Today, 10 million Americans—more than twice as many as a decade ago—practice some form of meditation, according to TIME magazine. And with contemporary medical experts claiming that regular practice of this ancient activity improves well-being and health, the trend may well continue.
Would meditation help you? Discover what meditation is, the benefits of doing it and a few examples of meditation styles below from Shirley Archer, JD, MA, IDEA’s mind-body spokesperson, a health and wellness educator based at Stanford University School of Medicine and author of books such as Pilates Fusion: Well-Being for Body, Mind, and Spirit.
Meditation is an approach to training the mind. A person with an untrained mind may think the power that his thoughts and emotions wield over his life is inevitable, rather than seeing it as something that can change through meditation. Long-term meditators come to see that thoughts and emotions are drifting by, much like clouds in the sky. And little by little, as practitioners become less invested in their mindless chatter, they can live with a more open awareness of present experience. With this awareness, they tend to react less impulsively to life’s pressures and are able to respond to them with greater equanimity.
While relaxation is not the goal of meditation, it is often one result of it. Back in the 1970s, Herbert Benson, MD, a researcher at Harvard University Medical School, coined the term the relaxation response after conducting research on people who practiced transcendental meditation. The relaxation response, in Benson’s words, is “an opposite, involuntary response that causes a reduction in the activity of the sympathetic nervous system.”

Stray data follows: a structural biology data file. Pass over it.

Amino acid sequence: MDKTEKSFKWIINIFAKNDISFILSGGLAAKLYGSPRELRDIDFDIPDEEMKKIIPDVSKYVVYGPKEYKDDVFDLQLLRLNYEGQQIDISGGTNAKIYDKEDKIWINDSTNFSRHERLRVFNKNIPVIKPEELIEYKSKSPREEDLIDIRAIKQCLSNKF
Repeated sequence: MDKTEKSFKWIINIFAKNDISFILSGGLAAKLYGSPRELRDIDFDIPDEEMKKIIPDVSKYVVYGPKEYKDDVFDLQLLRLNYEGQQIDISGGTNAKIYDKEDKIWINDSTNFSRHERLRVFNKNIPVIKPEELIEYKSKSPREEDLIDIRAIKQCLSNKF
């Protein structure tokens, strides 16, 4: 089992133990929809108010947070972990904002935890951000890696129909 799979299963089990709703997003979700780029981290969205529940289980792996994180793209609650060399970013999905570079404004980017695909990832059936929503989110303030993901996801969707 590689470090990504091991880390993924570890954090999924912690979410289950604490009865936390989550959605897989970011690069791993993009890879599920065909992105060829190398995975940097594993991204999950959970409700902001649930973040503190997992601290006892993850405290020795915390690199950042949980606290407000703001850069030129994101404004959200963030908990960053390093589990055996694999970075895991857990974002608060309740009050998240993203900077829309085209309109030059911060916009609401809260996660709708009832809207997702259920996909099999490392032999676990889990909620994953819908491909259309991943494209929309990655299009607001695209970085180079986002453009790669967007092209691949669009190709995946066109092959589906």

Since then, studies on the relaxation response have documented the following short-term benefits to the nervous system:
- lower blood pressure
- improved blood circulation
- lower heart rate
- less perspiration
- slower respiratory rate
- less anxiety
- lower blood cortisol levels
- feelings of well-being
- less stress
- improved deep relaxation
Many methods of meditation exist. A concentrative practice involves focusing on a single point. This could entail observing the breath (see sidebar), repeating a single word or mantra, staring at a candle flame, listening to a repetitive gong or counting beads on a rosary. Since focusing the mind is challenging, as a beginner you might meditate for only a few minutes and then work up to longer durations. In this form of meditation, you refocus your awareness on the chosen object of attention each time you notice your mind wandering. Rather than pursuing random thoughts, you simply let them go. Through this process, your ability to concentrate improves.
Mindfulness meditation, in contrast, encourages you to observe wandering thoughts as they drift through the mind. The intention is not to get involved with the thoughts or to judge them, but simply to be aware of each mental note as it arises. Through this process, you see how your thoughts and feelings tend to move in particular patterns. Over time, you become more familiar with the impermanence of emotional states and with the human tendency to quickly judge experience as “good” or “bad” (“pleasant” or “unpleasant”). With practice, an inner balance develops.
This exercise is an excellent introduction to meditation techniques.
1. Sit or lie comfortably.
2. Close your eyes.
3. Make no effort to control the breath; simply breathe naturally.
4. Focus your attention on the breath and on how the body moves with each inhalation and exhalation. Notice the movement of your body as you breathe. Observe your chest, shoulders, rib cage and belly. Make no effort to control your breath; simply focus your attention. If your mind wanders, return your focus back to your breath. Maintain this practice for 2–3 minutes to start, and then try it for longer periods.